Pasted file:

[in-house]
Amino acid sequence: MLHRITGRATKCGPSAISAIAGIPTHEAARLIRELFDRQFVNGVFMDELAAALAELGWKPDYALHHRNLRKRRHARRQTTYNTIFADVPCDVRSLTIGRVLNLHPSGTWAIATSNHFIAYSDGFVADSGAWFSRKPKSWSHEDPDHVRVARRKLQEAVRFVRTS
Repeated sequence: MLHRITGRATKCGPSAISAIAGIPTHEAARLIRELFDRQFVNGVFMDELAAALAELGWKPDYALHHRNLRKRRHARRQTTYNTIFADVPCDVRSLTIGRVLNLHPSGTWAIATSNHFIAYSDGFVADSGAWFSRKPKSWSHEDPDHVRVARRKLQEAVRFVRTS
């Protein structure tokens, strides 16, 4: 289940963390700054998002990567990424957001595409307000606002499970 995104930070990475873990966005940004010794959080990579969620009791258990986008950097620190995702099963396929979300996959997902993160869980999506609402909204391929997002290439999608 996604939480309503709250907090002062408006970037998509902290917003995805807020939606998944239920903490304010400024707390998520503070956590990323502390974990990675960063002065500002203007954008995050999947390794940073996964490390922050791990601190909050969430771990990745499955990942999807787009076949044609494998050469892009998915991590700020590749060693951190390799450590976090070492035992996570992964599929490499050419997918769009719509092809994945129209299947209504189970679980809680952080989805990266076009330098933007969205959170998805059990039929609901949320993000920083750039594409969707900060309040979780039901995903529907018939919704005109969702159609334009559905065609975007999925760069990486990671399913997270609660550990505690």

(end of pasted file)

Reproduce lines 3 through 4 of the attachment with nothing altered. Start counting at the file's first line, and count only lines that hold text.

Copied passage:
Repeated sequence: MLHRITGRATKCGPSAISAIAGIPTHEAARLIRELFDRQFVNGVFMDELAAALAELGWKPDYALHHRNLRKRRHARRQTTYNTIFADVPCDVRSLTIGRVLNLHPSGTWAIATSNHFIAYSDGFVADSGAWFSRKPKSWSHEDPDHVRVARRKLQEAVRFVRTS
């Protein structure tokens, strides 16, 4: 289940963390700054998002990567990424957001595409307000606002499970 995104930070990475873990966005940004010794959080990579969620009791258990986008950097620190995702099963396929979300996959997902993160869980999506609402909204391929997002290439999608 996604939480309503709250907090002062408006970037998509902290917003995805807020939606998944239920903490304010400024707390998520503070956590990323502390974990990675960063002065500002203007954008995050999947390794940073996964490390922050791990601190909050969430771990990745499955990942999807787009076949044609494998050469892009998915991590700020590749060693951190390799450590976090070492035992996570992964599929490499050419997918769009719509092809994945129209299947209504189970679980809680952080989805990266076009330098933007969205959170998805059990039929609901949320993000920083750039594409969707900060309040979780039901995903529907018939919704005109969702159609334009559905065609975007999925760069990486990671399913997270609660550990505690």